At the time of Denis’ delivery, a woman across the street had bent over to scoop her dog’s droppings, clearly a Moscovite, so the details of your conversation with the man now elude you, but as a publishing industry insider, you are inclined to shape what you do know into the makings of an ill-timed novel pitch. It is, on the other hand, exactly this loose connection between that moment and a lady’s hardbody that grants Denis’ summary a slim chance of ever being glanced at.
[C-D.I. #2 – Although the jury is still out on this matter, there is yet a distinct possibility that Leon’s derailment from his destined path coincided with his decision to read Denis’ printed note. Yes, something as unexciting as a one-night stand was simply no longer meant to be. It was likewise here, perhaps, that Leon ultimately sacrificed his chance at ever rolling his eyes upon hearing the story of popular socialite and confirmed bisexual Samantha “Cookie” Fairgame, otherwise known as “homosexual chick with the trees.” Earlier that day, you see, when asked in an interview if she was a paraphilic dendrophile, as in sexually aroused by trees, Cookie had answered “yes, sometimes,” thinking the words to mean one who loves or has a strong affinity for Dan “Double-D” Drough, a costar of hers on “Who's Fairgame?” her eponymous reality show. The interviewer had been inspired by an episode of the show in which Cookie had compared the surface and girth of Double-D's penis to those of the Fagus grandifolia, a species of beech tree, a rather sickly member of which grew in the Fairgame family garden. None of this, of course, was in any way apparent, or even theoretically meaningful, to Leon at the time of his reading the handwritten note. In fact, it never as much as occurred to him that Denis’ project was precious enough to die for, and that Denis might have “come upon it,” specifically him, only and precisely because he had it written in the stars, on that fourth Saturday of September, to be the one to make that morning’s delivery.]
“Is there a problem?” the receptionist says, evidently reading dissatisfaction off your face.
“No problem. Thanks.”
You don’t yet look at the printed note. Instead, you wonder if the receptionist, a guy of about twenty-five, thirty tops, could have referred to Denis as “an older gentleman.” You yourself would have simply said “gentleman,” or even just “man.” Denis couldn’t have been much older than you, you try to recall, although, theoretically, someone could have argued that he possessed an eye-deceiving maturity common to the long-term Moscow resident. The ecology of this place is no friend of longevity, not by any measure. That’s not to mention the lifestyle. Or maybe the gentleman wasn’t older per se, only older than the lady with him. That would’ve explained his being too preoccupied on a Saturday evening to stick around the hotel to make the delivery himself. A true delusional writer seeking that elusive lucky-break would have done precisely that. Was there even a lady?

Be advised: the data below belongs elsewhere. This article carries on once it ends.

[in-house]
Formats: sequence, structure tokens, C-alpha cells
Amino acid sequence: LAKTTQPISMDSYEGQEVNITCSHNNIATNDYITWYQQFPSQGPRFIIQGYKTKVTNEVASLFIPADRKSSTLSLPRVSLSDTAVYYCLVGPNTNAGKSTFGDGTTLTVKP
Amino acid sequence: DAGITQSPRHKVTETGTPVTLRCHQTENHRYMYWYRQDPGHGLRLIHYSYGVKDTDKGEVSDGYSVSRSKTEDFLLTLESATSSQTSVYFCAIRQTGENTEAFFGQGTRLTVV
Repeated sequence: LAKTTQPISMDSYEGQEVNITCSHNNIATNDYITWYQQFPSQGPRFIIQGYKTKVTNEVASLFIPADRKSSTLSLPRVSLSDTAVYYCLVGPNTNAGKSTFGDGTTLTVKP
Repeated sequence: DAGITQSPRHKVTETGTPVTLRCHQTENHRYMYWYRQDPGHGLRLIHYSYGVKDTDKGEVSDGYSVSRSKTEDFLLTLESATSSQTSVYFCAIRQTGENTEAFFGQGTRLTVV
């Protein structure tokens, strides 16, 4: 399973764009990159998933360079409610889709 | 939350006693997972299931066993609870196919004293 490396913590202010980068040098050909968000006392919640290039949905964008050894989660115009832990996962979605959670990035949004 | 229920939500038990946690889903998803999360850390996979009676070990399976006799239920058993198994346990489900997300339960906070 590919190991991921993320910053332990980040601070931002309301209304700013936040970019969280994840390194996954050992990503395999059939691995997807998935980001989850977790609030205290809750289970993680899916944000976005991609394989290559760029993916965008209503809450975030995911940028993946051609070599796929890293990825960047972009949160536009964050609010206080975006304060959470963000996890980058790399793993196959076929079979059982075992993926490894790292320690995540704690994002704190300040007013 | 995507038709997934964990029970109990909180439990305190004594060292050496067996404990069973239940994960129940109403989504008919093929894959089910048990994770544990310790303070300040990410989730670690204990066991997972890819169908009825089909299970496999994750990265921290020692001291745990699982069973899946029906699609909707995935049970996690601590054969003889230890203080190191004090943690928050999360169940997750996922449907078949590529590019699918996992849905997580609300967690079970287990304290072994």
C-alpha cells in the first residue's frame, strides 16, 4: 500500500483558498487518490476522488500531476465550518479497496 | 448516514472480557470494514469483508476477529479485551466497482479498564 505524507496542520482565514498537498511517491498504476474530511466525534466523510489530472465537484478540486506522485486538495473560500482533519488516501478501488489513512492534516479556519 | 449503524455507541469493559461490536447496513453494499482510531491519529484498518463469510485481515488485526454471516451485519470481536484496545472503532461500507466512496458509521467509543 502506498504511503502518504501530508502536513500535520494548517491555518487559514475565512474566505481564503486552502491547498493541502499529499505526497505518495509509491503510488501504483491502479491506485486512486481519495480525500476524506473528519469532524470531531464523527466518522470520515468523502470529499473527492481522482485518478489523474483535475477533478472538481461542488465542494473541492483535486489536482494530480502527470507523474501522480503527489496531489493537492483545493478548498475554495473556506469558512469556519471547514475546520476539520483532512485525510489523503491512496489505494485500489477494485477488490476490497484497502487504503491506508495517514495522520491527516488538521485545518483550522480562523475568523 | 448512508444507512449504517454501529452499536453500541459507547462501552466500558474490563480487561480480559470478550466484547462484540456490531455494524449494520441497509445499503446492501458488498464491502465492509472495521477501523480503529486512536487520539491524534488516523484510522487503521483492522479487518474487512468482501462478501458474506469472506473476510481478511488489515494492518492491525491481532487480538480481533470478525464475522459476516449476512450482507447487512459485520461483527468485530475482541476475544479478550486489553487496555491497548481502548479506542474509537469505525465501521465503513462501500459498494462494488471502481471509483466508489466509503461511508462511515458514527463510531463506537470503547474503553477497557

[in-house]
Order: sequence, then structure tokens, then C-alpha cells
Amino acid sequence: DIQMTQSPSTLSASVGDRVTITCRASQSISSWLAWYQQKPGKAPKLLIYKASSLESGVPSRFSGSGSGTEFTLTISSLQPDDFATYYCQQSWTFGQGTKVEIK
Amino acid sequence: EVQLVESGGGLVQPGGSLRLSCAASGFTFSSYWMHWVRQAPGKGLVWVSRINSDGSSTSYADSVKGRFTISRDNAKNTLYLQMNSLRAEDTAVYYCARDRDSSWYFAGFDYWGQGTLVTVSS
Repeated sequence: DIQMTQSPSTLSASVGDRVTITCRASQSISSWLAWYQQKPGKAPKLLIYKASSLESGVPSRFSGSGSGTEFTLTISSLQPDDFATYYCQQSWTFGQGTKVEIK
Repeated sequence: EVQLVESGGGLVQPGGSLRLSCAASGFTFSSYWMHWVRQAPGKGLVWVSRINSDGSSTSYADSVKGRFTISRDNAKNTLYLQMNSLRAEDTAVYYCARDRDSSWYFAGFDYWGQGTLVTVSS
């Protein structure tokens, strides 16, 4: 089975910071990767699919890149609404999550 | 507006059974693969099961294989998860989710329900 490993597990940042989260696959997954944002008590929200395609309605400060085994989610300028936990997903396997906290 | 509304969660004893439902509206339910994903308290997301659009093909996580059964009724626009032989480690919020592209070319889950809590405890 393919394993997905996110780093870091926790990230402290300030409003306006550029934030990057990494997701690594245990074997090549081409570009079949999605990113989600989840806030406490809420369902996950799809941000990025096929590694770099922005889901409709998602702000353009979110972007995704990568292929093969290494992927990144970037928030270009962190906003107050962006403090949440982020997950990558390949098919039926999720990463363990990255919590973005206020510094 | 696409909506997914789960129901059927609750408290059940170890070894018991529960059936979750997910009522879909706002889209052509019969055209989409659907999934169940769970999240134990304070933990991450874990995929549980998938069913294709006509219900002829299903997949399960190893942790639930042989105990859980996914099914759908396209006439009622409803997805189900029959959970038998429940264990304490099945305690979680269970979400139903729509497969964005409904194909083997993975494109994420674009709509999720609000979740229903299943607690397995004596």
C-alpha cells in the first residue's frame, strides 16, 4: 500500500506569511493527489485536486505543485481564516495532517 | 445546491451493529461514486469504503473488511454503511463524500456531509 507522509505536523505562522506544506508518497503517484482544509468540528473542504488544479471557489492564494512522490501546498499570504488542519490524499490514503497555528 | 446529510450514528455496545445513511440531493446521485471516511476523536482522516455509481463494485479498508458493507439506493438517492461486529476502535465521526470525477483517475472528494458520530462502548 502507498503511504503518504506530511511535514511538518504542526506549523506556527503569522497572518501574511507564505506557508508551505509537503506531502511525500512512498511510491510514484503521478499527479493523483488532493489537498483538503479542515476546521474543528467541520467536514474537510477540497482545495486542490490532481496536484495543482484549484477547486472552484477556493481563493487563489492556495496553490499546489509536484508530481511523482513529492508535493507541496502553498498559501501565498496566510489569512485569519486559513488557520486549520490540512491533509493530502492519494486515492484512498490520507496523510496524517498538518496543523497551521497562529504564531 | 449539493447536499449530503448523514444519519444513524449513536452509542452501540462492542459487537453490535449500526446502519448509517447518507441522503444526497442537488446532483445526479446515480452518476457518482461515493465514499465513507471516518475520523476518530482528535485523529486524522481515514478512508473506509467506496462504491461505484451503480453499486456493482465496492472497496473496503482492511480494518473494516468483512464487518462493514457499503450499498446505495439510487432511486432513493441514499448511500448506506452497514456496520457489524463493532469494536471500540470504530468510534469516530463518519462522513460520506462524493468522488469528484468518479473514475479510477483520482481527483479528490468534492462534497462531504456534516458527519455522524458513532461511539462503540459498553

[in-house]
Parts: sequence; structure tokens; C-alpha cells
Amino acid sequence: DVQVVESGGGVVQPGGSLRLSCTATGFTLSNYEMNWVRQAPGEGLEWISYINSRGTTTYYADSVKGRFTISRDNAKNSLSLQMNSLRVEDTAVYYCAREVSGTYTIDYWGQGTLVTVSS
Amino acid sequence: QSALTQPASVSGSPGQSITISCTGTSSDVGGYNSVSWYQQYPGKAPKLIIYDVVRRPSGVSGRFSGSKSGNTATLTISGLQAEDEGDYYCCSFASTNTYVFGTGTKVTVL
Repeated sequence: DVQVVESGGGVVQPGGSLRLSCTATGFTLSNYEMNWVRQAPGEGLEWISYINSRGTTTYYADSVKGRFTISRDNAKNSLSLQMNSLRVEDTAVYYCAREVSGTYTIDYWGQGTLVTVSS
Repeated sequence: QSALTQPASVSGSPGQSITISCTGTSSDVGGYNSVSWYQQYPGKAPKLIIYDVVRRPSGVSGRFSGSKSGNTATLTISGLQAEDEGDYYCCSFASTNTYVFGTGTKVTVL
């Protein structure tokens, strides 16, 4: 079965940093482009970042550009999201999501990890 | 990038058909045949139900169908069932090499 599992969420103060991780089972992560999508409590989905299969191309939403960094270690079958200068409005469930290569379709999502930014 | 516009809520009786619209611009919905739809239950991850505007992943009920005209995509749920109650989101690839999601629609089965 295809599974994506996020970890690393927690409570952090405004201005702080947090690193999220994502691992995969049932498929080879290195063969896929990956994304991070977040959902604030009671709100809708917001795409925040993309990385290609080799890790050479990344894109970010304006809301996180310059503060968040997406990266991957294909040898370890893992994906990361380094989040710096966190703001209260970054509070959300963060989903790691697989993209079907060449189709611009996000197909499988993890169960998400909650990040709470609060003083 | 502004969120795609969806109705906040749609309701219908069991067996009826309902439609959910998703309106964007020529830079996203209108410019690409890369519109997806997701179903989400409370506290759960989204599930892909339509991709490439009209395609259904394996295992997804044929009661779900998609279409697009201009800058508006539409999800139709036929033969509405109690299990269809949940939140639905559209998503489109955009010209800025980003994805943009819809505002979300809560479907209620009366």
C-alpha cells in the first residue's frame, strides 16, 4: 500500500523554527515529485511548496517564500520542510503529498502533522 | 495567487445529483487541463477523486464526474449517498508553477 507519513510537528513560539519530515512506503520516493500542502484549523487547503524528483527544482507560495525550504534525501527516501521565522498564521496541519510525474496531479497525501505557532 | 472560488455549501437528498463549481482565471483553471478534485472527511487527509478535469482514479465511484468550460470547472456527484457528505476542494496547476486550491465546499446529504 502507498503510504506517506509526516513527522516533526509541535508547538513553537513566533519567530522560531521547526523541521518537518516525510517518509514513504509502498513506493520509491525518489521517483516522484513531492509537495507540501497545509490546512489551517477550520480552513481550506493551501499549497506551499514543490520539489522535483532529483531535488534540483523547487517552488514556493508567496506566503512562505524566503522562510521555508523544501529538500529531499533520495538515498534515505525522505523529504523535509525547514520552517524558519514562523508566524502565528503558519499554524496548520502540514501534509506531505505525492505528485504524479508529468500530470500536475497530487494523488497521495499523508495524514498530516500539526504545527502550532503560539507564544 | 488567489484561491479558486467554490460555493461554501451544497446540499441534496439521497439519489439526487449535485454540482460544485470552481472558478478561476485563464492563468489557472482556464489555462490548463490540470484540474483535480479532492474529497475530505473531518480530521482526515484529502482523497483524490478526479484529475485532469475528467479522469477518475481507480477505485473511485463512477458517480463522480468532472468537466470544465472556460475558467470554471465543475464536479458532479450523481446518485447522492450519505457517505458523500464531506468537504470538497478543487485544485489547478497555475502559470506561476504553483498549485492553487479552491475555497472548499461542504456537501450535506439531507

So be it, you finally decide; train it is, then. Flying is for busy people, anyway.
You toss the handwritten note in the trash and pocket the ticket. Then, instead of hopping on an elevator as you did on every previous evening, you head into the foyer, where you sit down on the farthermost sofa, facing the entrance. There, secluded in the far corner, buried in the padding of an imitation Victorian sofa and surrounded by Portuguese marble and fairytale gold, you plan on skimming over Denis’ summary. But first, you cast a quick eye across the lobby.
A tall and slim lady in her mid to late fifties, having first emerged from a room marked for women, ambles lengthwise the foyer and stops by a black-marble pillar with a glitzy, gold-plated top. An atypical shadow displacement of her facial skin texture leads you to assume her a recent recipient of getting some work done, some and then some. Crowned by the gold-plated pillar top, the lady just stands there, waiting for that perpetually unpunctual nothing, glancing now and again at a chain of clocks hung above the reception desk, as though saddled, tested, enslaved by the heft that is unneeded time.
“They who need the time get punished by a lack thereof, and they who’d settle for a lack get punished by a surplus,” you recall something your grandfather said to you after you’d been unemployed for longer than someone of his generation could have ever understood. The man must have seen the surplus gnawing at your face. Soon after that, of course, thanks in part to the old man himself, you would suffer through the lack as well, when working on your novel.